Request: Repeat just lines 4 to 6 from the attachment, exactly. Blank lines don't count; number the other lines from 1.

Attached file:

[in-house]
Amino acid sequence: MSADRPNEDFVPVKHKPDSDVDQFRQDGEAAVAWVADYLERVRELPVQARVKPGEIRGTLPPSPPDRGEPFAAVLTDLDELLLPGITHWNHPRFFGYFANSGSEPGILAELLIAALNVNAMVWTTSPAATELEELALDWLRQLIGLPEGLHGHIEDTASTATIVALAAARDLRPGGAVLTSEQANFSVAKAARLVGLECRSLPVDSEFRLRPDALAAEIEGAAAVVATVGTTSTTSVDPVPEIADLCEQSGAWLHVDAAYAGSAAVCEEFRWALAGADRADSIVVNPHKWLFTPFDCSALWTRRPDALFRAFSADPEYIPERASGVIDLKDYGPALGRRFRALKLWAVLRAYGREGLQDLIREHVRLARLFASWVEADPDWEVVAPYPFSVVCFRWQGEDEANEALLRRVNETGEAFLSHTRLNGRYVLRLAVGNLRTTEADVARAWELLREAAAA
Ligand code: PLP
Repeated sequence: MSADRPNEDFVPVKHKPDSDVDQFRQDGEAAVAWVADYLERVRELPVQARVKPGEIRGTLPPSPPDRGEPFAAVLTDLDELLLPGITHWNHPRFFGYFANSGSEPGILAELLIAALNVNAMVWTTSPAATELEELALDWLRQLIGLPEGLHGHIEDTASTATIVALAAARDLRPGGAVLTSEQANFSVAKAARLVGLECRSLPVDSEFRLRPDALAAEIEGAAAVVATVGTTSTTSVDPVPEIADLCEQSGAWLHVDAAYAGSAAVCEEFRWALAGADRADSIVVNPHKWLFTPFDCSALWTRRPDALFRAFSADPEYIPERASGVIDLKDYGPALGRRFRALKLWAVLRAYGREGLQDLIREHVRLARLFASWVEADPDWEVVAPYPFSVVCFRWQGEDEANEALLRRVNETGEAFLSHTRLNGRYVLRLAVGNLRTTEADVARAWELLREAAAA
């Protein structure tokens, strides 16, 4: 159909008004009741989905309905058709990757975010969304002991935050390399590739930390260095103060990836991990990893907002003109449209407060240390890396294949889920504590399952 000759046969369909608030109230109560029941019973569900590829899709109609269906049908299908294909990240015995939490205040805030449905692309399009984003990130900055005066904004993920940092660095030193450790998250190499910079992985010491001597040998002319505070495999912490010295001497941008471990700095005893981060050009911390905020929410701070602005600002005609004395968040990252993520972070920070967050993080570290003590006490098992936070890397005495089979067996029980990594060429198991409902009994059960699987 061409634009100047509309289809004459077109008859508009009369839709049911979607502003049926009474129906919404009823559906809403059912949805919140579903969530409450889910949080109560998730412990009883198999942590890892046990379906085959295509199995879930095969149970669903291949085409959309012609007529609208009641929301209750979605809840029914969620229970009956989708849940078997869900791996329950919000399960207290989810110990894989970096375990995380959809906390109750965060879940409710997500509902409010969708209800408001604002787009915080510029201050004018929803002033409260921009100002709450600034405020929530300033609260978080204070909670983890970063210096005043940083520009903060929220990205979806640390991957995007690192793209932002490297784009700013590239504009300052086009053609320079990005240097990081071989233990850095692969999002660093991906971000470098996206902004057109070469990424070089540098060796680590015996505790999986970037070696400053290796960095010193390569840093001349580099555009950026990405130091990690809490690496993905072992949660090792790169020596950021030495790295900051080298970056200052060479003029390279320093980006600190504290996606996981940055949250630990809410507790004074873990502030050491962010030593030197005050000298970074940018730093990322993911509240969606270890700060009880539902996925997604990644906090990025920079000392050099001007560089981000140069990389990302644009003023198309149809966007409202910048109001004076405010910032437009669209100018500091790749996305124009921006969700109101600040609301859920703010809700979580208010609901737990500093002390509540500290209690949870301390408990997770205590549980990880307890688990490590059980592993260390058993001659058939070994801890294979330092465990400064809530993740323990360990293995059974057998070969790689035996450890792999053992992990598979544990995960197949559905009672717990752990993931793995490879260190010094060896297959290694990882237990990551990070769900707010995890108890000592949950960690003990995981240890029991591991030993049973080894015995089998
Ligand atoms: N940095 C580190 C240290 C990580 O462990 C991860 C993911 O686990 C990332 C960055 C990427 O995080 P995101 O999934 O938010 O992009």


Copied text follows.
Repeated sequence: MSADRPNEDFVPVKHKPDSDVDQFRQDGEAAVAWVADYLERVRELPVQARVKPGEIRGTLPPSPPDRGEPFAAVLTDLDELLLPGITHWNHPRFFGYFANSGSEPGILAELLIAALNVNAMVWTTSPAATELEELALDWLRQLIGLPEGLHGHIEDTASTATIVALAAARDLRPGGAVLTSEQANFSVAKAARLVGLECRSLPVDSEFRLRPDALAAEIEGAAAVVATVGTTSTTSVDPVPEIADLCEQSGAWLHVDAAYAGSAAVCEEFRWALAGADRADSIVVNPHKWLFTPFDCSALWTRRPDALFRAFSADPEYIPERASGVIDLKDYGPALGRRFRALKLWAVLRAYGREGLQDLIREHVRLARLFASWVEADPDWEVVAPYPFSVVCFRWQGEDEANEALLRRVNETGEAFLSHTRLNGRYVLRLAVGNLRTTEADVARAWELLREAAAA
């Protein structure tokens, strides 16, 4: 159909008004009741989905309905058709990757975010969304002991935050390399590739930390260095103060990836991990990893907002003109449209407060240390890396294949889920504590399952 000759046969369909608030109230109560029941019973569900590829899709109609269906049908299908294909990240015995939490205040805030449905692309399009984003990130900055005066904004993920940092660095030193450790998250190499910079992985010491001597040998002319505070495999912490010295001497941008471990700095005893981060050009911390905020929410701070602005600002005609004395968040990252993520972070920070967050993080570290003590006490098992936070890397005495089979067996029980990594060429198991409902009994059960699987 061409634009100047509309289809004459077109008859508009009369839709049911979607502003049926009474129906919404009823559906809403059912949805919140579903969530409450889910949080109560998730412990009883198999942590890892046990379906085959295509199995879930095969149970669903291949085409959309012609007529609208009641929301209750979605809840029914969620229970009956989708849940078997869900791996329950919000399960207290989810110990894989970096375990995380959809906390109750965060879940409710997500509902409010969708209800408001604002787009915080510029201050004018929803002033409260921009100002709450600034405020929530300033609260978080204070909670983890970063210096005043940083520009903060929220990205979806640390991957995007690192793209932002490297784009700013590239504009300052086009053609320079990005240097990081071989233990850095692969999002660093991906971000470098996206902004057109070469990424070089540098060796680590015996505790999986970037070696400053290796960095010193390569840093001349580099555009950026990405130091990690809490690496993905072992949660090792790169020596950021030495790295900051080298970056200052060479003029390279320093980006600190504290996606996981940055949250630990809410507790004074873990502030050491962010030593030197005050000298970074940018730093990322993911509240969606270890700060009880539902996925997604990644906090990025920079000392050099001007560089981000140069990389990302644009003023198309149809966007409202910048109001004076405010910032437009669209100018500091790749996305124009921006969700109101600040609301859920703010809700979580208010609901737990500093002390509540500290209690949870301390408990997770205590549980990880307890688990490590059980592993260390058993001659058939070994801890294979330092465990400064809530993740323990360990293995059974057998070969790689035996450890792999053992992990598979544990995960197949559905009672717990752990993931793995490879260190010094060896297959290694990882237990990551990070769900707010995890108890000592949950960690003990995981240890029991591991030993049973080894015995089998
Ligand atoms: N940095 C580190 C240290 C990580 O462990 C991860 C993911 O686990 C990332 C960055 C990427 O995080 P995101 O999934 O938010 O992009």